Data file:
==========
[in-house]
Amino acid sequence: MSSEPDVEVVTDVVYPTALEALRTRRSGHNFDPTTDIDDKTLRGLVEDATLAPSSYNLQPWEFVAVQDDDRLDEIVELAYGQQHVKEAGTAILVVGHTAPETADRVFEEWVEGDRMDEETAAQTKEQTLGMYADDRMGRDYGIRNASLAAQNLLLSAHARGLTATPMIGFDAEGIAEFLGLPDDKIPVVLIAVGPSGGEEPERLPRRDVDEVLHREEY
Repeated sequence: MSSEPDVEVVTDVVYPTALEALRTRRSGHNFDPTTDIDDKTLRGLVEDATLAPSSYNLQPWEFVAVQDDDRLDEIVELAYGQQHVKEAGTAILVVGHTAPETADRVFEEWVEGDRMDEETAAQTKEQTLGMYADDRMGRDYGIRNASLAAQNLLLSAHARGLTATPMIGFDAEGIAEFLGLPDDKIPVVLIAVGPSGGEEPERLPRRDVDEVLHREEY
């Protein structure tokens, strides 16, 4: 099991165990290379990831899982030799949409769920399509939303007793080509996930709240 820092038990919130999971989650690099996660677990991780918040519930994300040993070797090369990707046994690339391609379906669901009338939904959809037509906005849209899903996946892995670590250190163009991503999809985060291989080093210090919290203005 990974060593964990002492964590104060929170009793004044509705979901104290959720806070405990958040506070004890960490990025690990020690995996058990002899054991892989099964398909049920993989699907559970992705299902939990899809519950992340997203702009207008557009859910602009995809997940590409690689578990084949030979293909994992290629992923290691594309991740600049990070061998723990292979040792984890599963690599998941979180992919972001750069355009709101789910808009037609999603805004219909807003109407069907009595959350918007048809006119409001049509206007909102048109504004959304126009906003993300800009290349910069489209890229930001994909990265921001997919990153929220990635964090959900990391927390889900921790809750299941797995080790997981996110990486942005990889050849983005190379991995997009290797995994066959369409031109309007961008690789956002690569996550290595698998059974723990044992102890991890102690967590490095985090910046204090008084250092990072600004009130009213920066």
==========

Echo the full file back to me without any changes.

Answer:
[in-house]
Amino acid sequence: MSSEPDVEVVTDVVYPTALEALRTRRSGHNFDPTTDIDDKTLRGLVEDATLAPSSYNLQPWEFVAVQDDDRLDEIVELAYGQQHVKEAGTAILVVGHTAPETADRVFEEWVEGDRMDEETAAQTKEQTLGMYADDRMGRDYGIRNASLAAQNLLLSAHARGLTATPMIGFDAEGIAEFLGLPDDKIPVVLIAVGPSGGEEPERLPRRDVDEVLHREEY
Repeated sequence: MSSEPDVEVVTDVVYPTALEALRTRRSGHNFDPTTDIDDKTLRGLVEDATLAPSSYNLQPWEFVAVQDDDRLDEIVELAYGQQHVKEAGTAILVVGHTAPETADRVFEEWVEGDRMDEETAAQTKEQTLGMYADDRMGRDYGIRNASLAAQNLLLSAHARGLTATPMIGFDAEGIAEFLGLPDDKIPVVLIAVGPSGGEEPERLPRRDVDEVLHREEY
């Protein structure tokens, strides 16, 4: 099991165990290379990831899982030799949409769920399509939303007793080509996930709240 820092038990919130999971989650690099996660677990991780918040519930994300040993070797090369990707046994690339391609379906669901009338939904959809037509906005849209899903996946892995670590250190163009991503999809985060291989080093210090919290203005 990974060593964990002492964590104060929170009793004044509705979901104290959720806070405990958040506070004890960490990025690990020690995996058990002899054991892989099964398909049920993989699907559970992705299902939990899809519950992340997203702009207008557009859910602009995809997940590409690689578990084949030979293909994992290629992923290691594309991740600049990070061998723990292979040792984890599963690599998941979180992919972001750069355009709101789910808009037609999603805004219909807003109407069907009595959350918007048809006119409001049509206007909102048109504004959304126009906003993300800009290349910069489209890229930001994909990265921001997919990153929220990635964090959900990391927390889900921790809750299941797995080790997981996110990486942005990889050849983005190379991995997009290797995994066959369409031109309007961008690789956002690569996550290595698998059974723990044992102890991890102690967590490095985090910046204090008084250092990072600004009130009213920066």